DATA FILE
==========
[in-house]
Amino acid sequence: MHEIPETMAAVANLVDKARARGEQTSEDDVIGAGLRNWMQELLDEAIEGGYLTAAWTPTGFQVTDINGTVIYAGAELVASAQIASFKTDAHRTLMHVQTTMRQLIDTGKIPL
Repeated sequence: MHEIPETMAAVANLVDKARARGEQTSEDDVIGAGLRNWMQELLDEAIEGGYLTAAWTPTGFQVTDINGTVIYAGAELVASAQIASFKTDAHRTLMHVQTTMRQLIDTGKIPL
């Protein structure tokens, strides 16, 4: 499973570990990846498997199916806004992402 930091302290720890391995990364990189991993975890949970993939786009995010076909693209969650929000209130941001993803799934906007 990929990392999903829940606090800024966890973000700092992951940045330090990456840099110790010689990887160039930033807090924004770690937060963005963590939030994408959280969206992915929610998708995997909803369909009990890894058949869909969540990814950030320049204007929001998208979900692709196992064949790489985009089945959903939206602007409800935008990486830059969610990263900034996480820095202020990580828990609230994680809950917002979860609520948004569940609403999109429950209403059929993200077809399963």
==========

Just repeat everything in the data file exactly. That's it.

[in-house]
Amino acid sequence: MHEIPETMAAVANLVDKARARGEQTSEDDVIGAGLRNWMQELLDEAIEGGYLTAAWTPTGFQVTDINGTVIYAGAELVASAQIASFKTDAHRTLMHVQTTMRQLIDTGKIPL
Repeated sequence: MHEIPETMAAVANLVDKARARGEQTSEDDVIGAGLRNWMQELLDEAIEGGYLTAAWTPTGFQVTDINGTVIYAGAELVASAQIASFKTDAHRTLMHVQTTMRQLIDTGKIPL
């Protein structure tokens, strides 16, 4: 499973570990990846498997199916806004992402 930091302290720890391995990364990189991993975890949970993939786009995010076909693209969650929000209130941001993803799934906007 990929990392999903829940606090800024966890973000700092992951940045330090990456840099110790010689990887160039930033807090924004770690937060963005963590939030994408959280969206992915929610998708995997909803369909009990890894058949869909969540990814950030320049204007929001998208979900692709196992064949790489985009089945959903939206602007409800935008990486830059969610990263900034996480820095202020990580828990609230994680809950917002979860609520948004569940609403999109429950209403059929993200077809399963």